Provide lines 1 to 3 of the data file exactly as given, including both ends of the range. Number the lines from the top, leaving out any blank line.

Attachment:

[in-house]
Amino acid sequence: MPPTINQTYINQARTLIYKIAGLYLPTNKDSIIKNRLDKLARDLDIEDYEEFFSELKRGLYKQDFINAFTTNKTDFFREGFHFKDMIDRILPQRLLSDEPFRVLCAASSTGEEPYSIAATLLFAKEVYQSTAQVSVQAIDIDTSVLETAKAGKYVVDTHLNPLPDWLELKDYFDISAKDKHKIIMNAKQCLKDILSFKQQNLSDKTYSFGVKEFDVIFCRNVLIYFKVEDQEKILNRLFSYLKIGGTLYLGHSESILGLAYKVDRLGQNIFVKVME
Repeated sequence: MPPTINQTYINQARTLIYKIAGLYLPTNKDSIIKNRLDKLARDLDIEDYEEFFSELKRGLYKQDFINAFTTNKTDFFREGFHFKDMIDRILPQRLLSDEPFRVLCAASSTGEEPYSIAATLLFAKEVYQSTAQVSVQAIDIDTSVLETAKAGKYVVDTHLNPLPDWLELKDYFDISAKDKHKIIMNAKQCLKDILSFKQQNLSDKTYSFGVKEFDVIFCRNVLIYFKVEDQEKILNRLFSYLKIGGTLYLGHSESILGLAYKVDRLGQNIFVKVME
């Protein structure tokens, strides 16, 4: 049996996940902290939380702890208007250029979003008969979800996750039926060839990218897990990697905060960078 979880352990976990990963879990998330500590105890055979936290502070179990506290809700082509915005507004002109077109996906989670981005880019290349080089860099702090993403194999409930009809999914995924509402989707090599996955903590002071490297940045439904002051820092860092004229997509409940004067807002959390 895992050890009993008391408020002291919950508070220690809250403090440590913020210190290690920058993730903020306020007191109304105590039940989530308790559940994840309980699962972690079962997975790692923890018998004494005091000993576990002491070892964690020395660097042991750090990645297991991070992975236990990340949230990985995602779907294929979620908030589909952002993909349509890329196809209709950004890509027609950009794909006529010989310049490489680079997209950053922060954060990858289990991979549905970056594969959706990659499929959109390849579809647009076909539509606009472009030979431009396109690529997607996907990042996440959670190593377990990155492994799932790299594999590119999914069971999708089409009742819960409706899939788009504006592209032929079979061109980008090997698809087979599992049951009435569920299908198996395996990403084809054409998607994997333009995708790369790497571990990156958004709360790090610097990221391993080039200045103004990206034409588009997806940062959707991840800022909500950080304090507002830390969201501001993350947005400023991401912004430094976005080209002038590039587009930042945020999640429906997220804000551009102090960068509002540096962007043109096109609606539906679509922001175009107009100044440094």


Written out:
[in-house]
Amino acid sequence: MPPTINQTYINQARTLIYKIAGLYLPTNKDSIIKNRLDKLARDLDIEDYEEFFSELKRGLYKQDFINAFTTNKTDFFREGFHFKDMIDRILPQRLLSDEPFRVLCAASSTGEEPYSIAATLLFAKEVYQSTAQVSVQAIDIDTSVLETAKAGKYVVDTHLNPLPDWLELKDYFDISAKDKHKIIMNAKQCLKDILSFKQQNLSDKTYSFGVKEFDVIFCRNVLIYFKVEDQEKILNRLFSYLKIGGTLYLGHSESILGLAYKVDRLGQNIFVKVME
Repeated sequence: MPPTINQTYINQARTLIYKIAGLYLPTNKDSIIKNRLDKLARDLDIEDYEEFFSELKRGLYKQDFINAFTTNKTDFFREGFHFKDMIDRILPQRLLSDEPFRVLCAASSTGEEPYSIAATLLFAKEVYQSTAQVSVQAIDIDTSVLETAKAGKYVVDTHLNPLPDWLELKDYFDISAKDKHKIIMNAKQCLKDILSFKQQNLSDKTYSFGVKEFDVIFCRNVLIYFKVEDQEKILNRLFSYLKIGGTLYLGHSESILGLAYKVDRLGQNIFVKVME